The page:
Thoracic Outlet Syndrome

Also Called 
Thoracic Outlet Decompression, TOS, TOD, nTOS, vTOS, aTOS, Paget-Schroetter Syndrome, Subclavian Artery Aneurysm, Brachial Plexus Nerve Compression, Scalene Anticus Syndrome, Cervical Rib, Subclavian Vein Thrombosis


A group of conditions that result from compression of the nerves or blood vessels that serve your arms. Usually affects otherwise healthy, young and active people.

Treatable, usually no long-term effects 

Once treated, ideally by combining medical treatment with physical therapy, you should be able to return to an active lifestyle.

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The information contained on is not intended, and should not be relied upon, as a substitute for medical advice or treatment. It is very important that individuals with specific medical problems or questions consult with their doctor or other health care professional.

You may feel pain, sometimes suddenly, in your neck or arms along with numbness and tingling in the arm and hand. Usually the pain gets worse when you lift your arms or with repetitive overhead motion.


Your arms and hands may be swollen and appear blue, and easily tire. 


You may develop sores on your fingers that are slow to heal and could lead to gangrene.

  • Compression of nerves, the subclavian artery or subclavian vein on the side of the throat or upper chest
  • Injury to the artery due to an abnormality in a neck rib or other bony irritation
  • Injury or compression of the vein. This could lead to a progressive narrowing of the vessel and eventual clot formation.
See a vascular surgeon if you have any of the symptoms above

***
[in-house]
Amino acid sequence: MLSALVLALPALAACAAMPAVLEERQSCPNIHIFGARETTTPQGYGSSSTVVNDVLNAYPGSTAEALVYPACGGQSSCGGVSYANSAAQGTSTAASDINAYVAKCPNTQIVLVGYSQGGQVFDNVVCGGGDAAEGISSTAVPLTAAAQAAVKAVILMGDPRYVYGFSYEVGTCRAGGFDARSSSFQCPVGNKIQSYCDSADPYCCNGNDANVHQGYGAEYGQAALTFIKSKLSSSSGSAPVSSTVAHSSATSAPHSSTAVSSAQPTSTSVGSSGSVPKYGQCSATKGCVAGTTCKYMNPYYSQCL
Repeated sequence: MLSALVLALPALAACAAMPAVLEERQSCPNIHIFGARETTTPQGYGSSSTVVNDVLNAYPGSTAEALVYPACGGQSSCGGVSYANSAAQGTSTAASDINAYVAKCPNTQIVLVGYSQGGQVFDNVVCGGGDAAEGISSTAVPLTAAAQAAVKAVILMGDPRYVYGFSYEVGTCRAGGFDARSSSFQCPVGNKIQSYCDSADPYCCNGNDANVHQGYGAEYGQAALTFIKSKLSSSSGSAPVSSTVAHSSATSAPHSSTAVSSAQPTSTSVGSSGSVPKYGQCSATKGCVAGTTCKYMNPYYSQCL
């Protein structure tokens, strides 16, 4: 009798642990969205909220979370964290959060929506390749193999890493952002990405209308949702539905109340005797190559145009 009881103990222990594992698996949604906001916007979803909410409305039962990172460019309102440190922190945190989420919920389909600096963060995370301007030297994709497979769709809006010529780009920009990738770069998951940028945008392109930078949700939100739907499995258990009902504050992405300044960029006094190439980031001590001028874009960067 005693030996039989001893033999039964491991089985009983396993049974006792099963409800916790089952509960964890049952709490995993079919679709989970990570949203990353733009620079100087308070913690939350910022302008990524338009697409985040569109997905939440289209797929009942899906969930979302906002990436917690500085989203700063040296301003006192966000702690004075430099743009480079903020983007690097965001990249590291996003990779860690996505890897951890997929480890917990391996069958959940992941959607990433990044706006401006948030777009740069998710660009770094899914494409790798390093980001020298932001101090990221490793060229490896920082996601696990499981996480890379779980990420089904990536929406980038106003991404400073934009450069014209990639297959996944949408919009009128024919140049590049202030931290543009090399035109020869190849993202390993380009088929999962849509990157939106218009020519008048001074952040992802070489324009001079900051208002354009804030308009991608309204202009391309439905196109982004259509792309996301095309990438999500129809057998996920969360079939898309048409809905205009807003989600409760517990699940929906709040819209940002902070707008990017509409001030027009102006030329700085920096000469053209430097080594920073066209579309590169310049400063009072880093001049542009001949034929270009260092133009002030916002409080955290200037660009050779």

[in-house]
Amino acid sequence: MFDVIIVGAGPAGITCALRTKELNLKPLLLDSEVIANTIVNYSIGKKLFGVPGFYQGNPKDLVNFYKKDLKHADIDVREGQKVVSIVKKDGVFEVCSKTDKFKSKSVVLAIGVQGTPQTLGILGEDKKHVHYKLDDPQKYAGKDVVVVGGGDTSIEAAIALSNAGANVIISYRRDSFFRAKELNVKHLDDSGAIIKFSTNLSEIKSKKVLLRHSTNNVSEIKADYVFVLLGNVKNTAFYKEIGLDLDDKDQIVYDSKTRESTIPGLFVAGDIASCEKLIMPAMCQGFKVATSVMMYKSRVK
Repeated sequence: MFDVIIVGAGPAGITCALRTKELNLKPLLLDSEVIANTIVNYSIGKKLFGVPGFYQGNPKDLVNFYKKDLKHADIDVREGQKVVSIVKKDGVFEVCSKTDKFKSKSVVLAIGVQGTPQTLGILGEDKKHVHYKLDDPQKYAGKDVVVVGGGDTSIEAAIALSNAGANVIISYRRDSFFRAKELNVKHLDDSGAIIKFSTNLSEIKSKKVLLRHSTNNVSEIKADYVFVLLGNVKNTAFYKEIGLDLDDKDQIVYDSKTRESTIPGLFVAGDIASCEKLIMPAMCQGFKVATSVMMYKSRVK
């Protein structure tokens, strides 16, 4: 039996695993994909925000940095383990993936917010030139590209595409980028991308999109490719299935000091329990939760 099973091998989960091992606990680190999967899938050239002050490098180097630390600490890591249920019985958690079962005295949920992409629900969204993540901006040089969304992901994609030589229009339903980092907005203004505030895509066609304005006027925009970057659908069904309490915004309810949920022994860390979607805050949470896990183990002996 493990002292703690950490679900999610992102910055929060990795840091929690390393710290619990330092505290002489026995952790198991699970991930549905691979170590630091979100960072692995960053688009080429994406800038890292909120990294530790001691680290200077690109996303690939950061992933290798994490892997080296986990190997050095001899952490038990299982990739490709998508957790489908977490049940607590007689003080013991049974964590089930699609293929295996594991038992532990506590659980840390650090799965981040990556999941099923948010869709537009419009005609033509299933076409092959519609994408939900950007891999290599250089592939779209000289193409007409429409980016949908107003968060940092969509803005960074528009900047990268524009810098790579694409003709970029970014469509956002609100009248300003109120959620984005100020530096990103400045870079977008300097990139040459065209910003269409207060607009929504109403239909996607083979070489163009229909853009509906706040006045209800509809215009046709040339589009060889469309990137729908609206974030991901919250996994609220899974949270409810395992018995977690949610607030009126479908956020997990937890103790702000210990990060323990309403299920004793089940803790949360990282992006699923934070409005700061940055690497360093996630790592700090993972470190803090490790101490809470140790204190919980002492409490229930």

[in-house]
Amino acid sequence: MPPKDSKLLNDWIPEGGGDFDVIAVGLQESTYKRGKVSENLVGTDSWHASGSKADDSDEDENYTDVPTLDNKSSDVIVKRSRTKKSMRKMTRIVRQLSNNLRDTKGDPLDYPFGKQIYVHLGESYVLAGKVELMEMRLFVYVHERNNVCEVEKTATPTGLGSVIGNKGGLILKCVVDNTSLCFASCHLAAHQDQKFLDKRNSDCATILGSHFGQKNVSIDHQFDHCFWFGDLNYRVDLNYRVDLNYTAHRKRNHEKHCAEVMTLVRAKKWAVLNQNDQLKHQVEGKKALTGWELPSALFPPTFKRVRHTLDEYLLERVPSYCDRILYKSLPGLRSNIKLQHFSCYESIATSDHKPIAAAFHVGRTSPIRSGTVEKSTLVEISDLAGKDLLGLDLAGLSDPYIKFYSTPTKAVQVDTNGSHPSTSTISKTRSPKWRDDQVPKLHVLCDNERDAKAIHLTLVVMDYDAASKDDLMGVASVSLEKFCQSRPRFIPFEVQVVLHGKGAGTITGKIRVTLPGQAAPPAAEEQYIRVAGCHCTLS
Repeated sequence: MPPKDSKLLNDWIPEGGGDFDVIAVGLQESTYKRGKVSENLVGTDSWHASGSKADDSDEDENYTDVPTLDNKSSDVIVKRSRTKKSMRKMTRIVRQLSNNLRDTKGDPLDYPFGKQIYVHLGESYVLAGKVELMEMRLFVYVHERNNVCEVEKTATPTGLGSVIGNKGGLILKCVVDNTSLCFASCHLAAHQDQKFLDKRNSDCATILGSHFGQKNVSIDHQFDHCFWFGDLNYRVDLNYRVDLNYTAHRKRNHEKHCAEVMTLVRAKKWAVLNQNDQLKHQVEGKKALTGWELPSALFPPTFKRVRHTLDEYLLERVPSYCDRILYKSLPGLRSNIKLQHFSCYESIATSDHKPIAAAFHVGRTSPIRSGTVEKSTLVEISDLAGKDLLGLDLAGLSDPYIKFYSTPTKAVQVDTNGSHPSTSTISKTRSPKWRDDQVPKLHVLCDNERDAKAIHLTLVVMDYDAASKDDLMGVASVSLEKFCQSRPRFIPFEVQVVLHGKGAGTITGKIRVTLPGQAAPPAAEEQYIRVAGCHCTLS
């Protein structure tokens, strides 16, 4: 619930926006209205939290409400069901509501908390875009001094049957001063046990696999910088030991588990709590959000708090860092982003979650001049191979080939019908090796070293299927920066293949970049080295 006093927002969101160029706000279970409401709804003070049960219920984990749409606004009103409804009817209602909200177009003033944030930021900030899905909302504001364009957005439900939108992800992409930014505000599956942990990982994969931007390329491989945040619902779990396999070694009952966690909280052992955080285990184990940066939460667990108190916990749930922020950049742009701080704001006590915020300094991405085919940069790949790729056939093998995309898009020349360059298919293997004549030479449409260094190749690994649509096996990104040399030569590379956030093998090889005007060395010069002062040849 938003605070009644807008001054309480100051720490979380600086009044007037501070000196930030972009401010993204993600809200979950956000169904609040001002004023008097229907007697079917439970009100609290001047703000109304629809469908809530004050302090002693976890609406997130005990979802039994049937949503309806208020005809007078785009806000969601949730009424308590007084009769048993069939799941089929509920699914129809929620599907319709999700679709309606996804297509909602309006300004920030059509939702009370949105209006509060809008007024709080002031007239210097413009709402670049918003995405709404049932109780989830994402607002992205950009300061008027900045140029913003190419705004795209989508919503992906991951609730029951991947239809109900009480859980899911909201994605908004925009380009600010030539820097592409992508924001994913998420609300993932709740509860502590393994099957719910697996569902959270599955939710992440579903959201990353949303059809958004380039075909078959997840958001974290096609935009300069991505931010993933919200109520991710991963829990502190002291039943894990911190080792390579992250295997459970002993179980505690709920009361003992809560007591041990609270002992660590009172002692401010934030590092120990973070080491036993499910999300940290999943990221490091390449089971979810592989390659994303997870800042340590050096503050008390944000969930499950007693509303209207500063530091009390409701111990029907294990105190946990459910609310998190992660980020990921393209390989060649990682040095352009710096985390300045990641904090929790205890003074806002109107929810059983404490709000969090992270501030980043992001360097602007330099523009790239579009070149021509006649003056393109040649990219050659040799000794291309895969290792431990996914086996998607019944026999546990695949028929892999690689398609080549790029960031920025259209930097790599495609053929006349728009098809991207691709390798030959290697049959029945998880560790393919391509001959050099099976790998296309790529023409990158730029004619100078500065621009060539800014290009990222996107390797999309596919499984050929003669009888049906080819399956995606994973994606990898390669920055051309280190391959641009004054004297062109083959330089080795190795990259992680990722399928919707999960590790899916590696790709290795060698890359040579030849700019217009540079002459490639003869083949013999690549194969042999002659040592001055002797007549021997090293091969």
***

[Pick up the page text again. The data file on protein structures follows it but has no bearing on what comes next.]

You will be asked questions about symptoms and medical history, including questions about family members. The vascular surgeon will also perform a physical exam. 

Tests may be recommended 

Several type of tests are used to detect thoracic outlet syndrome and determine how to treat it: 

  • Computed tomography (CT) scan 
  • Magnetic resonance imagining (MRI)  
  • Catheter-based arteriography or venogram 
  • Stress maneuver testing—placing the arm or head in certain positions—may be done with any of the above tests. 
  • An anesthetic block injection can temporarily improve symptoms and aid diagnosis. 

Best results come from a combination of medical treatment and physical therapy. Specifics will vary depending on the source of the condition. 

  • Specialized physical therapy and injections to relieve muscle spasm may resolve your symptoms. 
  • If symptoms are severe and persist and you are a good candidate for surgery, a procedure called thoracic outlet decompression is the next step. 
  • If surgery is not suitable for you or does not relieve your symptoms, you will want to consider ongoing medication to manage pain. 
  • If arterial compression is diagnosed, a surgery called thoracic outlet decompression is the next step. Depending on the damage to the artery, an arterial bypass may be part of this surgery. 
  • If arm swelling or a blood clot in the vein is due to thoracic outlet compression, thoracic outlet decompression is the next step.  
  • If there is a clot in the vein, you may be directed to have thrombolytic therapy.  
  • You may also benefit from some type of vein reconstruction: angioplasty, patch angioplasty, or venous bypass.
Staying Healthy

Maintain a healthy diet and lifestyle, including physical activity.

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